Michael Burleigh and Wolfgang Wippermann, The Racial State: Germany 1933-1945, Cambridge: Cambridge University Press, 1991.

Michael Burleigh, The Third Reich: A New History, New York: Hill and Wang, 2000.

David F. Crew, ed., Nazism and German Society, 1933-1945, London; New York: Routledge, 1994.

Norbert Frei, National socialist rule in Germany: The Führer State 1933 -1945 (trans. Simon B. Steyne), Oxford, UK: Cambridge, Mass.: Blackwell, 1993.

Peter Fritzsche, Rehearsals for Fascism: Populism and Political Mobilization in Weimar Germany, New York: Oxford University Press, 1990.

Peter Fritzsche, Germans into Nazis, Cambridge, Mass.: Harvard University Press, 1998.

Robert Gellately, Backing Hitler: Consent and Coercion in Nazi Germany, Oxford: Oxford University Press, 2001.

Eric A. Johnson, Nazi Terror: The Gestapo, Jews, and Ordinary Germans, New York: Basic Books, 1999.

Ian Kershaw, Weimar: Why did German democracy fail?, London: Weidenfeld and Nicolson, 1990.

Ian Kershaw, Hitler, 1936-45: Nemesis, New York: W. W. Norton & Company, 2000.

Ian Kershaw, Popular Opinion and Political Dissent in the Third Reich, Bavaria 1933-1945, Oxford; New York: Clarendon Press; Oxford University Press, 1983.

H.W. Koch (ed.), Aspects of the Third Reich, New York: St. Martin's Press, 1985.

Christian Leitz, The Third Reich: The essential readings, Oxford, UK; Malden, Mass.: Blackwell Publishers, 1999.

Hans Mommsen (ed.) The Third Reich Between Vision and Reality: New Perspectives on German History 1918-1945, Oxford; New York: Berg, 2001.

Detlev Peukert, Inside Nazi Germany: Conformity, Opposition and Racism in Everyday Life (trans. Richard Deveson), New Haven : Yale University Press, 1987.
Development of Nazi Antisemitism and the Holocaust
Max Horkheimer and Theodor W. Adorno, Dialectic of enlightenment: philosophical fragments (trans. Edmund Jephcott), Stanford, CA: Stanford University Press, 2002 [1944 / 1947].

Hannah Arendt, The origins of totalitarianism, New York: Schocken Books, 2004 [1951].

David Bankier, ed., Probing the Depths of German Antisemitism: German Society and the Persecution of the Jews, 1933-1941, New York: Berghahn Books, 2000.

David Bankier, The Germans and the Final Solution: Public opinion under Nazism, Oxford: Blackwell, 1992.

Omer Bartov (ed.), Holocaust: Origins, implementation, aftermath.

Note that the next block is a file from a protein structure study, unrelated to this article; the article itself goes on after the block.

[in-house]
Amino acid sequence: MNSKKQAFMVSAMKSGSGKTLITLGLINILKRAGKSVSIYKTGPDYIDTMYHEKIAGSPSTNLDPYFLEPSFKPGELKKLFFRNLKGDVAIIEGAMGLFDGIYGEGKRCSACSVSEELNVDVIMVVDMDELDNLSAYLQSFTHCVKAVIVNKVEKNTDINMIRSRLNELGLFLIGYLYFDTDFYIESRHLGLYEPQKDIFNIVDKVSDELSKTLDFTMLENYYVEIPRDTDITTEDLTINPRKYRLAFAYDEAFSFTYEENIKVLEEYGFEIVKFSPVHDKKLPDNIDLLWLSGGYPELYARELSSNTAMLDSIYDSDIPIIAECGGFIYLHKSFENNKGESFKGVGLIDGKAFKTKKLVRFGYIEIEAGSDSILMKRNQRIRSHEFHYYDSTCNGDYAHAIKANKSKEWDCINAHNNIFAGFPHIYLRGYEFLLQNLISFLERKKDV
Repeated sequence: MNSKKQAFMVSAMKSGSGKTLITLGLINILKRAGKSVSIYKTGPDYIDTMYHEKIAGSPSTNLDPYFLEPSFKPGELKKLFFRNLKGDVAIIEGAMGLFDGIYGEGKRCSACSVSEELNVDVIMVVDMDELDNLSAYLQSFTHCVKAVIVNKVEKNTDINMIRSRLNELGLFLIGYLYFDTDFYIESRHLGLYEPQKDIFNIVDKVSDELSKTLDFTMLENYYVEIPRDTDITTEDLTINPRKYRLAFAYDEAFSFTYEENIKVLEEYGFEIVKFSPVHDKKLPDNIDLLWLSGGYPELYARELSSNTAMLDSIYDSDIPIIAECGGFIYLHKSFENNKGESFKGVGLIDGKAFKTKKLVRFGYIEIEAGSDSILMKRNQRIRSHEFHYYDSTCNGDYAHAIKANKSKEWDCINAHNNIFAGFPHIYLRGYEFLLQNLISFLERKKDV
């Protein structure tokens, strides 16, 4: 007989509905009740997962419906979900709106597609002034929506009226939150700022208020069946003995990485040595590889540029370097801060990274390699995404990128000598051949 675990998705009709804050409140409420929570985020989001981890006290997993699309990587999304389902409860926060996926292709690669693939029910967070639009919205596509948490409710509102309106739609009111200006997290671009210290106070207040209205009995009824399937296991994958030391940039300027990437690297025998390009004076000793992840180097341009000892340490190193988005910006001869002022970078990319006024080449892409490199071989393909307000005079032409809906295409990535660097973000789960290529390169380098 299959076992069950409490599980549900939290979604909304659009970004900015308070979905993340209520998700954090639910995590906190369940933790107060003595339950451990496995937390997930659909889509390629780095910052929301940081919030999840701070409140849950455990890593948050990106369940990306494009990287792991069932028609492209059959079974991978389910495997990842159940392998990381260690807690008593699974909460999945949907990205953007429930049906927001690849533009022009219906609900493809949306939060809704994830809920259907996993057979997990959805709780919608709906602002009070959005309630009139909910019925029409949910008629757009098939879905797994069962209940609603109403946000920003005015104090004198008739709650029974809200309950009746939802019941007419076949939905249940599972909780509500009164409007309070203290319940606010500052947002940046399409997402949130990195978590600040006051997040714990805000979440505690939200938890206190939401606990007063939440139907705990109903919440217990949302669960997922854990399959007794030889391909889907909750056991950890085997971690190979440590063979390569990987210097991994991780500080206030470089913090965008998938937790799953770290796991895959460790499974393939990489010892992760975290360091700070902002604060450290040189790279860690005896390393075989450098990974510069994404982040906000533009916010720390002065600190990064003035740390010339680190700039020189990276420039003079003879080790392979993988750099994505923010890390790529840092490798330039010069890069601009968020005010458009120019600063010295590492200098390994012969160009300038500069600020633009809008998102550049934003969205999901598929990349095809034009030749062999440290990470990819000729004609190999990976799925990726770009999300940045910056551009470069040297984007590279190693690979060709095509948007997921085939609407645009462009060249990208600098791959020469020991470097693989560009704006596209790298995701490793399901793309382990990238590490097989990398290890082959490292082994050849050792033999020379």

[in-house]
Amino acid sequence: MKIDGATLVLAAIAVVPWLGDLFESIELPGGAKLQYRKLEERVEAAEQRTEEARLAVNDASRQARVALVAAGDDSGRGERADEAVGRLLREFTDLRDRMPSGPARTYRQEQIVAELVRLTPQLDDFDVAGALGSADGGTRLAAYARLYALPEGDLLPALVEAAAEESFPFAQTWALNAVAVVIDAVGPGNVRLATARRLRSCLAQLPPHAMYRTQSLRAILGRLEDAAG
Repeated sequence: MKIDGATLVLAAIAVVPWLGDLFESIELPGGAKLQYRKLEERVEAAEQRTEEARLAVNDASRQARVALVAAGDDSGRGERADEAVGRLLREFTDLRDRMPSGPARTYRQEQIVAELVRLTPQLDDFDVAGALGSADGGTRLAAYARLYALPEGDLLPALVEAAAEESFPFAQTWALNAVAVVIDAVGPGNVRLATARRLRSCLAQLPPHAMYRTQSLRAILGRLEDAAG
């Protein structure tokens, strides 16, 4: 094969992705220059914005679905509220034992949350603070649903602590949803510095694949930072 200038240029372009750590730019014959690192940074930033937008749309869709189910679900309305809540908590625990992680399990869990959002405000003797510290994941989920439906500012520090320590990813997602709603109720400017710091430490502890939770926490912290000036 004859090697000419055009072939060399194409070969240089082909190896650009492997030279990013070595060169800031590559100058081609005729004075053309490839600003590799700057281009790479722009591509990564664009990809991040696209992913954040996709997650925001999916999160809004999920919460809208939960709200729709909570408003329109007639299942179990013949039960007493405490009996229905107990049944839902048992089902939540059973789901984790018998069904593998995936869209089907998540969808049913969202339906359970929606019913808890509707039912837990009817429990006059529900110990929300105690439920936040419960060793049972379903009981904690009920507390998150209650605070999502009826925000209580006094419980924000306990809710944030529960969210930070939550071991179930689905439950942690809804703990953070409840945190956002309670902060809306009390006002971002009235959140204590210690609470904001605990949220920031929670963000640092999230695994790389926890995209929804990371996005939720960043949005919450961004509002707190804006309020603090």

London : Routledge, 2000.

Alex Bein, The Jewish question: Biography of a world problem (trans. Harry Zohn), Rutherford, N.J.: Fairleigh Dickinson University Press, 1990.

Christopher Browning, The Path to Genocide: Essays on Launching the Final Solution, Cambridge; New York: Cambridge University Press, 1992.

David Cesarani, ed., The Final Solution: Origins and Implementation, London; New York: Routledge, 1994.

Saul Friedländer, Nazi Germany and the Jews, vol. 1: The years of persecution, New York: Harper Collins, 1997; vol. 2: The Years of Extermination, New York: Harper Collins, 2007 [original full-length version of Friedländer 2009, above].

Robert Gellately, Backing Hitler: Consent and Coercion in Nazi Germany, Oxford; New York: Oxford University Press, 2001.

Simone Gigliotti and Berel Lang (eds.), The Holocaust: a reader, Malden, MA : Blackwell, 2005.

Martin Gilbert, Atlas of the Holocaust, Oxford; New York: Pergamon Press, 1988.

Ulrich Herbert (ed.) National-Socialist extermination policies: contemporary German perspectives and controversies. New York : Berghahn Books, 1999.

Raul Hilberg, The Destruction of the European Jews (3rd ed.), New Haven: Yale University Press, 2003.

Steve Hochstadt (ed.), Sources of the Holocaust, Basingstoke (UK); New York: Palgrave Macmillan, 2004.

Longerich, Peter. Politik der Vernichtung : eine Gesamtdarstellung der nationalsozialistischen Judenverfolgung. München : Piper, c1998.

Peter Longerich, Holocaust: The Nazi persecution and murder of the Jews, Oxford: Oxford University Press, 2010.

George L. Mosse, The crisis of German ideology: Intellectual origins of the Third Reich, New York: Grosset & Dunlap, 1964.

Moishe Postone, “Anti-Semitism and National Socialism”, New German Critique, No. 19, Winter 1980.

Peter Pulzer, The rise of political anti-semitism in Germany & Austria, Cambridge, Mass.: Harvard University Press, 1988.

Jean-Paul Sartre, Anti-Semite and Jew (trans. George J. Becker), New York: Schocken Books, 1995 [1947].

Henning Tewes and Jonathan Wright (eds.) Liberalism, anti-semitism, and democracy : essays in honour of Peter Pulzer, Oxford; New York: Oxford University Press, 2001.